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Style The skincare mistake that 70% of us are making – and yes, it's something so simple

18:40  14 april  2022
18:40  14 april  2022 Source:   womenshealthmag.co.uk

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So you’ve mastered the art of skincare layering, got to grips with some of the most complicated sounding ingredients (it’s pronounced ‘aze-lay-ic acid’) and navigated the world of retinoids. But while you might have your topical skincare routine down to a tee, you may well be missing a (very important) trick – starting with the #Skinshelfie in your bathroom.

Storing your skincare in your bathroom? Think again, as experts say it's destroying the shelf life of products. © Olga Peshkova Storing your skincare in your bathroom? Think again, as experts say it's destroying the shelf life of products.

Indeed, a recent study carried out by online skincare retailer, Face the Future, found that the 70% of us are storing our products in the wrong place– which is, surprise to many, in your bathroom.

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'I’m sure people would be shocked to learn that the bathroom is actually one of the worst spots to keep your skincare and can cut the shelf life of your products down by as much as half,' says Kimberley Hulme, Head of Clinic at Face the Future.

So what happens to products when stored incorrectly?

You might have heard that your perfume bottles are susceptible to changes in temperature and sunlight so you diligently pop them in the drawer to keep them smelling sweet, well, the same rule applies to your skincare.

The short of it is that your humid bathroom–which heats up further when you shower–is the worst spot to keep your serums, exfoliators, cleansers, toners and all the rest.

Not only do you risk changing the formula, but the change in temperature could well damage the active ingredients in your skincare bottles rendering them ineffective and accelerating their expiry date. 'The rapid heating and cooling that takes place can fundamentally change the texture of a product and make it more watery – ultimately diluting its effectiveness.’ Hulme adds.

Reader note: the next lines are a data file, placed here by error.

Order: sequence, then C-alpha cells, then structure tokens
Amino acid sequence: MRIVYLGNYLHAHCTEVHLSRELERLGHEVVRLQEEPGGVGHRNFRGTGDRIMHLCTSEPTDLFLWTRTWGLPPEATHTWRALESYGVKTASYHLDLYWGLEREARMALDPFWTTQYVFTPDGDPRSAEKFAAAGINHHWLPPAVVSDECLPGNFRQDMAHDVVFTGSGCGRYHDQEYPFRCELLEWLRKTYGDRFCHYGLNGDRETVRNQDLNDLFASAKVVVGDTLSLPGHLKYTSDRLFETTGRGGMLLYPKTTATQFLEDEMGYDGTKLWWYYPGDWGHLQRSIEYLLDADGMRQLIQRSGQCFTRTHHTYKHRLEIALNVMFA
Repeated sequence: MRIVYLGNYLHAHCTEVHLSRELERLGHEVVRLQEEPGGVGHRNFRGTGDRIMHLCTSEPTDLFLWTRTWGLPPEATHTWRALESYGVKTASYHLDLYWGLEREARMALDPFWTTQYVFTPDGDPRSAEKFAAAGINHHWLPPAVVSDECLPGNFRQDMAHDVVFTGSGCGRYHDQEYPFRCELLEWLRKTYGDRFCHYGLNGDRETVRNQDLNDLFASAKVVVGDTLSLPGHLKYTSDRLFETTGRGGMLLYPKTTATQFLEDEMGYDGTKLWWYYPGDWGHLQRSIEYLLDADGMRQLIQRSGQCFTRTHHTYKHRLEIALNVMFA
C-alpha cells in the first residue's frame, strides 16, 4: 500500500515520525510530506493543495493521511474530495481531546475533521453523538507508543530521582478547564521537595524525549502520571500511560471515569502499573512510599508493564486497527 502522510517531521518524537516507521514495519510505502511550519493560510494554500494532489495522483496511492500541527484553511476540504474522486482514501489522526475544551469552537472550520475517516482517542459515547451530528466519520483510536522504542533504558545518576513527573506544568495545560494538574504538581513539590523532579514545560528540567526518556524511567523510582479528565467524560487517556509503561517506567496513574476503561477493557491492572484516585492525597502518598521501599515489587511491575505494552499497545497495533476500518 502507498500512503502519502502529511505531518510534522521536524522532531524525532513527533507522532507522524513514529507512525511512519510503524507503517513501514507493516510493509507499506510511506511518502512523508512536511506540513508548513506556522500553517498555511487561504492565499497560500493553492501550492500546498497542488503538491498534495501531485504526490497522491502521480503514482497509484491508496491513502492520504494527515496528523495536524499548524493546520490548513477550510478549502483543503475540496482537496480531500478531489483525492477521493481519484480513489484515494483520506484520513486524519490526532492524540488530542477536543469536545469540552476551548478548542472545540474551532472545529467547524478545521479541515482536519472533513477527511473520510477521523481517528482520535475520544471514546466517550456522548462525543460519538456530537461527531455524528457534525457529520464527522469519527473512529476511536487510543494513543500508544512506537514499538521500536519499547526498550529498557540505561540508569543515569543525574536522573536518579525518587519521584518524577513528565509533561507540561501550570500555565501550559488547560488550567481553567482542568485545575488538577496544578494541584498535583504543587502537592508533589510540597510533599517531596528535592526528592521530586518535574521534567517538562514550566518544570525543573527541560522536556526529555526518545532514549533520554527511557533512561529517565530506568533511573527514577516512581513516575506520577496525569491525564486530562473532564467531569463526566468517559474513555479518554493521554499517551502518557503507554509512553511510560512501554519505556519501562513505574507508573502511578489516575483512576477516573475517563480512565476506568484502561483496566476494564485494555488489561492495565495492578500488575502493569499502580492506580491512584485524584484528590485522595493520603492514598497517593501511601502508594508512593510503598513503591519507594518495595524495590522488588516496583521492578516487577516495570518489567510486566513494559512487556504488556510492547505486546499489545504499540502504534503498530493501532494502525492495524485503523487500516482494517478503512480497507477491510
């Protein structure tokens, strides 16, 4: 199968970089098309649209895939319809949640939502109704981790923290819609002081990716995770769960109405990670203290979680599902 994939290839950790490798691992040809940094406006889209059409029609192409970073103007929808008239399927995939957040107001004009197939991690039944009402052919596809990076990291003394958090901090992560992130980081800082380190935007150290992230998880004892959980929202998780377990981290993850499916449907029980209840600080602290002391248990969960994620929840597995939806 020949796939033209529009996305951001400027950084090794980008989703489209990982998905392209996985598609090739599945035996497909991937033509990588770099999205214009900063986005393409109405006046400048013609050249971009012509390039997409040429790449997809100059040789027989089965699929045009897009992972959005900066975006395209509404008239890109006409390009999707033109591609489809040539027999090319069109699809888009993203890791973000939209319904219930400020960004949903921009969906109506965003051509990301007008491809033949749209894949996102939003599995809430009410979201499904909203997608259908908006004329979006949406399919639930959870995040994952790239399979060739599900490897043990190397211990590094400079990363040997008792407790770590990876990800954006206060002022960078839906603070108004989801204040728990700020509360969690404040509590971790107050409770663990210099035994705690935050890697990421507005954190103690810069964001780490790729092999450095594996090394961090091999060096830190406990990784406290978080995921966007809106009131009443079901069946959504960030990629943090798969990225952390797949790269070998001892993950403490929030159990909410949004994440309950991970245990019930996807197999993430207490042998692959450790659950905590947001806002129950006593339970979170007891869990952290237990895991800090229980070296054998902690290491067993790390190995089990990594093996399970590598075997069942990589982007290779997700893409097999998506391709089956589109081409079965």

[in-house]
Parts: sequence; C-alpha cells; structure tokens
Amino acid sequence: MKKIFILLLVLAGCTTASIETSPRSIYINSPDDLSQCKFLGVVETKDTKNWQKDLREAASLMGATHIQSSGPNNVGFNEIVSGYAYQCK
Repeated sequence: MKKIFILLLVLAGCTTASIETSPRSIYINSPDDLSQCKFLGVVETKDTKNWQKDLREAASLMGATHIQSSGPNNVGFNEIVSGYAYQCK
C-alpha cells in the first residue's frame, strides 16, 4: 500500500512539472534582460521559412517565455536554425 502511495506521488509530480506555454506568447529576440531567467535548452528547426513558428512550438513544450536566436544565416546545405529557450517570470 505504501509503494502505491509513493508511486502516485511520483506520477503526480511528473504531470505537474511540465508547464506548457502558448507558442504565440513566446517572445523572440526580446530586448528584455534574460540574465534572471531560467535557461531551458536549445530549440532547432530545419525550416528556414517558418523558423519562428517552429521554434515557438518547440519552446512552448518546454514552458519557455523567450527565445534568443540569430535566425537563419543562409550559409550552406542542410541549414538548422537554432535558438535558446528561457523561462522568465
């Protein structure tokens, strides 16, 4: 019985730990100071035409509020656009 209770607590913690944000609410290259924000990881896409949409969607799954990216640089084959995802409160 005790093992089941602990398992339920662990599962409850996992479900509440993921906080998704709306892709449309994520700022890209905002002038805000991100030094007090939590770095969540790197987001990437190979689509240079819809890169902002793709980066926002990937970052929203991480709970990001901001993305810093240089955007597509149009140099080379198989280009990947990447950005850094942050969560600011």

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‘For temperamental products such as vitamin C, choosing to store them in the bathroom can result in products becoming ineffective in as little as 4 weeks and turning a dark orange colour. Even products such as scrubs and cleansers, that are specifically designed to be used in the bathroom, are susceptible to problems if not stored correctly.’


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Worse yet, is the sanitary risk, says consultant dermatologist, Dr Anjali Mahto. 'Not only is there a risk of cross-contamination from faecal bacteria by storing products [in the bathroom] but heat and steam from the shower may also produce an environment where microbes can thrive.'

While she cites beauty blenders as some of the main offenders for holding bacteria, your make-up and skincare hygiene as a whole is paramount. 'Hygiene practices around our make-up products are hugely important to prevent the risk of eye and skin infection. We don’t want faecal bacteria breeding on our products!,' she adds.

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How long does skincare usually last?

The beauty industry standard is usually a 30-month shelf life (when unopened) and should come with a best before date on the packaging. 'Products with a shorter shelf-life, such as natural products with no preservatives, carry a 6M or 12M logo,' says Hulmes, so it's always important to look out for these symbols and keep them in mind when purchasing products.

And if a product starts to look or smell different? Then this is a tell-tale sign that it's time to get rid of it.

Where exactly should you be storing skincare?

First and foremost, you’d be prudent to move your skincare to a drawer or cupboard, away from natural light – however annoying it might be to retrieve them on the daily.

‘I would encourage anyone who keeps their skincare out on display to consider moving their products to a dark, cool spot in their home,' agrees Kulmes. 'In the same way changes in temperature can have an impact on effectiveness, exposure to light can destabilise skincare products making them completely ineffective.’ And particularly, for dark glass containers, which can react badly when exposed to sunlight.

The ideal temperature to store your skincare at is between 15 and 25 degrees celsius, she continues, so avoid any warmer rooms and don't put your skincare in the fridge, given that the cooler temperature is outside of the recommended range and could potentially interfere with the efficacy of the ingredients.

Finally, if you are adamant on keeping any products in the bathroom, ensure that they are always completely sealed to help prevent the build up of bacteria.

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